For the Tigers to return home for a possible Game 6, Verlander (0-1, 10.80) will need to forget his World Series debut. A 17-game winner during the regular season and the probable AL Rookie of the Year, the right-hander struggled in Saturday’s loss.
Pitching for the first time in 10 days after the Tigers won the AL pennant, he allowed seven runs and six hits over five innings.
“I think maybe (with the long layoff) he was a little rusty,” catcher Ivan Rodriguez said. “I thought his fastball got better the more he pitched. I think he’ll be OK.”
Verlander is 1-1 with a 7.47 ERA in three postseason starts, giving up 14 runs and 20 hits with seven walks over 15 2-3 innings while opponents are hitting .303.
Though he’s pitched 201 2-3 innings total this year, the 23-year-old believes he still has enough left to help send the series back to Detroit.
“I actually feel great,” Verlander said. “I went out and threw the day after my start and I felt fantastic. Actually, I felt better than I did a couple of days on seven, eight days’ rest. I felt good. Since then, I felt good and I’m ready to go.”
The wet weather that forced Wednesday’s postponement of Game 4 may still be a factor. Early Friday morning, the National Weather Service’s Web site reported a 100 percent chance of a wind-driven rain during the day, diminishing to a 20 percent chance late at night.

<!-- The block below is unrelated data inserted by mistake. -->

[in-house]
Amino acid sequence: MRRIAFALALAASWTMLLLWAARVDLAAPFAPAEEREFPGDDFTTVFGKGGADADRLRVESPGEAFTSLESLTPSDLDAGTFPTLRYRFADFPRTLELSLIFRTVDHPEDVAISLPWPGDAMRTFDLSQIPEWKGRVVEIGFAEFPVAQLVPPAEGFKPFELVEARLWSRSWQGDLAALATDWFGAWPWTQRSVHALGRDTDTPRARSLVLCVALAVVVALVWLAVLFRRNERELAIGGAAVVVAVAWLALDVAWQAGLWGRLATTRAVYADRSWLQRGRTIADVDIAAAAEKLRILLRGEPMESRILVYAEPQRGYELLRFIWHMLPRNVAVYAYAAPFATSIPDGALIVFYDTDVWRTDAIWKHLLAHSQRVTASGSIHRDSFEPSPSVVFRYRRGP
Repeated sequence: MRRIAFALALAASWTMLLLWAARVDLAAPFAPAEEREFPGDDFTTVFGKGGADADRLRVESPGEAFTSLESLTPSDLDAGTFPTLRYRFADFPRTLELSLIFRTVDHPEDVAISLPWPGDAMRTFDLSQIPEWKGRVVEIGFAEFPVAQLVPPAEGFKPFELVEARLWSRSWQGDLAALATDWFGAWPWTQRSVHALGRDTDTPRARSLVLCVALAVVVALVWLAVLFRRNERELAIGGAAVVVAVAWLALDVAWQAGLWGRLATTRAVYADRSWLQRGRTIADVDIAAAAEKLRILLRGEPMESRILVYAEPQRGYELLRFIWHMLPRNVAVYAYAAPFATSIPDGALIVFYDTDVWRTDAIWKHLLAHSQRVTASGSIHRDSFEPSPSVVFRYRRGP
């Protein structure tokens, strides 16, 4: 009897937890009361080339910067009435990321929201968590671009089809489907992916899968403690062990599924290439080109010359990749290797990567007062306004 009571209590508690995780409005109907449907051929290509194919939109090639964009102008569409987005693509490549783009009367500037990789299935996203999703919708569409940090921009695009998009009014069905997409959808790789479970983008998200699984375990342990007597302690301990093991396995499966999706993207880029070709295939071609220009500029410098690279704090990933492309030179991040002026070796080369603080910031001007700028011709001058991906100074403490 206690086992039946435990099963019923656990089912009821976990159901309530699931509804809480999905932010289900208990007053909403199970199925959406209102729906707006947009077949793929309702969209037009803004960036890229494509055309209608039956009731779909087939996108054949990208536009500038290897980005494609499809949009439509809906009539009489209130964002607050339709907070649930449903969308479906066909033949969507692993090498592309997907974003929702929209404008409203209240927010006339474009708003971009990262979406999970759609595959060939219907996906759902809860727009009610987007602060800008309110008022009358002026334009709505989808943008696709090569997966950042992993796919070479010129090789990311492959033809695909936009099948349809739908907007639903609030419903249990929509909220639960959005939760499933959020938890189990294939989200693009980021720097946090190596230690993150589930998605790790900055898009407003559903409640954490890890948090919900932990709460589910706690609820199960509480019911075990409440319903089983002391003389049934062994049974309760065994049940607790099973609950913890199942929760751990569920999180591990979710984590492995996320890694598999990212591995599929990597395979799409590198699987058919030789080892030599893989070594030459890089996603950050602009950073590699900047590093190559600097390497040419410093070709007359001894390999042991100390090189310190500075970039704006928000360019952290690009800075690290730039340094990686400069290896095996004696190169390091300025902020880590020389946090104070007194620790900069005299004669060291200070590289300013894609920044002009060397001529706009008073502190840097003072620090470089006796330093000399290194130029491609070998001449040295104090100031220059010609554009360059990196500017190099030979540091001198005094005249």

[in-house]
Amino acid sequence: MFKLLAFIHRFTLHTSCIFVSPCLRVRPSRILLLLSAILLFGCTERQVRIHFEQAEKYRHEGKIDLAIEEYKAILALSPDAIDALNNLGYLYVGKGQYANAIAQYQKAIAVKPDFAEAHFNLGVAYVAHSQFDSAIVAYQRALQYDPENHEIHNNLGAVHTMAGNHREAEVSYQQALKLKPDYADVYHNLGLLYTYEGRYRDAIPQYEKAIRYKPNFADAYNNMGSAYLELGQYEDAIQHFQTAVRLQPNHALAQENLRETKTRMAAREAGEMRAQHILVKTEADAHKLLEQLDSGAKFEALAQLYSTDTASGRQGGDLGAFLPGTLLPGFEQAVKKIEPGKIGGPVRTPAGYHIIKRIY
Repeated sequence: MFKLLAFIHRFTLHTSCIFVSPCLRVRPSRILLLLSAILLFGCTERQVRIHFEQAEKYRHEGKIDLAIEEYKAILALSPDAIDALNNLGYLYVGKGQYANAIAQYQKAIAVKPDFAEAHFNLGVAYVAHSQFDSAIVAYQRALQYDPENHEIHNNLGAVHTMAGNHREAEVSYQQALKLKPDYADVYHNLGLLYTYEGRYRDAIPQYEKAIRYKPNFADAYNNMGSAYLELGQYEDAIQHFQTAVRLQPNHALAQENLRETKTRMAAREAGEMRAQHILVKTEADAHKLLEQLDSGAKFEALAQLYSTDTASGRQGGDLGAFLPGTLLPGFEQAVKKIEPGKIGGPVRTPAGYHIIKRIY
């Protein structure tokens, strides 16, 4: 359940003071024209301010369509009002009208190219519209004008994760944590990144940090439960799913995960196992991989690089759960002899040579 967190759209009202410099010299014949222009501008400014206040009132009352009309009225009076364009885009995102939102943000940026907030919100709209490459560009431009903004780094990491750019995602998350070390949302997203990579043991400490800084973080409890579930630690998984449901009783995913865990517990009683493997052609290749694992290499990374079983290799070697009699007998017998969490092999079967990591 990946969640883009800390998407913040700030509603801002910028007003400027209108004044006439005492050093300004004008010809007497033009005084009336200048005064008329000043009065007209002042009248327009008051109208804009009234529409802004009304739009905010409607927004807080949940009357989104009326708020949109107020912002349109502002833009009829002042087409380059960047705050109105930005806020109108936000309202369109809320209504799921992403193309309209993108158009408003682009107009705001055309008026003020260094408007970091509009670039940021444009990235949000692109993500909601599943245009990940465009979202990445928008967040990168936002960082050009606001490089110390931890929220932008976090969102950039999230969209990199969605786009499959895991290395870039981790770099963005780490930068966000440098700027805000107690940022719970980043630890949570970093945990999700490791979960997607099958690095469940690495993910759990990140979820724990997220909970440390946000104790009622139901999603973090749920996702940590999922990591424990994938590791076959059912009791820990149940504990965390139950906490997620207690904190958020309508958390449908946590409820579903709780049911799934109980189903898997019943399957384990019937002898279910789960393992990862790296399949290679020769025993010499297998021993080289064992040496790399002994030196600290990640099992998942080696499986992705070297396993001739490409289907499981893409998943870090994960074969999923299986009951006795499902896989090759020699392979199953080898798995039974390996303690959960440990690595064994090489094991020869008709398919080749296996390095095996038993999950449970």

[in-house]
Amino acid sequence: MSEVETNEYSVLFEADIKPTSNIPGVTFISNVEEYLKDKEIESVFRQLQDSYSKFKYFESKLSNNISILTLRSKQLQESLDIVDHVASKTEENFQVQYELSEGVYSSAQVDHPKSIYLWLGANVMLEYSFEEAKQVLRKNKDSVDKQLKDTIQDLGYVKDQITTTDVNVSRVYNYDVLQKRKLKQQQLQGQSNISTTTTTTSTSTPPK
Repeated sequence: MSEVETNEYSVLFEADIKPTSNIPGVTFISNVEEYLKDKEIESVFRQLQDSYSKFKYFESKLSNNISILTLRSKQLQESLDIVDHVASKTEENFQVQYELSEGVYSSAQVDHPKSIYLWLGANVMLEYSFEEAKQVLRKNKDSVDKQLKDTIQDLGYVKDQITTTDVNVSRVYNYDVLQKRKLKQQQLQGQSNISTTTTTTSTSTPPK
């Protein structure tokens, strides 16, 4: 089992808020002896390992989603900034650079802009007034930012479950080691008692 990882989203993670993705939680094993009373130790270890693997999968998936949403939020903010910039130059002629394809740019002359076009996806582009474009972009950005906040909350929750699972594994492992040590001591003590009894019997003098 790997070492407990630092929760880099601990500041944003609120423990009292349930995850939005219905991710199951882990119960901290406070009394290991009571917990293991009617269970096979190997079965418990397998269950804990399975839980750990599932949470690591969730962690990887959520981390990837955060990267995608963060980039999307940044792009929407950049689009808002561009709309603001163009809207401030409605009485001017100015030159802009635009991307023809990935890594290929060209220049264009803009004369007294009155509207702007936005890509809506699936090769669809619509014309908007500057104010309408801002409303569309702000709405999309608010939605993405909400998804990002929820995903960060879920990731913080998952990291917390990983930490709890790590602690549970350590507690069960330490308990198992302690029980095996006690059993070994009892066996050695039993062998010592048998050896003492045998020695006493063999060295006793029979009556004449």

A dire weather forecast never materialized Thursday night, and the Cardinals moved within one win of the championship by rallying for a 5-4 victory.
Eckstein’s double off hard-throwing reliever Joel Zumaya – and off the glove of diving Tigers left fielder Craig Monroe – with two out in the eighth inning scored Aaron Miles from second base with the go-ahead run.
“Facing Zumaya, you want to make sure you don’t try to overswing,” said Eckstein, who went 4-for-5. “I got a fastball and was able to get on top just enough, just barely out of the reach of Craig Monroe, who almost made one heck of a catch.”
St. Louis’ bullpen also delivered another strong effort as four relievers limited the Tigers to one run and two hits over the final three innings in relief of starter Jeff Suppan. Adam Wainwright struck out three in the final 1 2-3 innings for the save.
Sean Casey went 3-for-4 with a homer two RBI, and Rodriguez – 0-for-11 coming into Game 4 – also had three hits for Detroit. And though he was dropped from third to seventh in the batting order, ALCS MVP Placido Polanco went hitless in four at-bats and is 0-for-14 in the World Series.
Despite a .211 average in the World Series, it’s the Tigers’ poor defense that may ultimately be their undoing. Their pitchers have committed a record four errors during the World Series, and they have six overall.
The latest miscue came in the seventh inning, when reliever Fernando Rodney fielded pinch-hitter So Taguchi’s sacrifice bunt and rushed a throw that sailed over the head of Polanco covering first.
That scored Eckstein – who reached on a fly ball center fielder Curtis Granderson didn’t get to because he slipped while trying to make the catch – to tie the score at 3.
“I’m quite furious with myself,” Rodney said. “That was an easy out. It’s the same old story, you make mistakes and you pay for them.”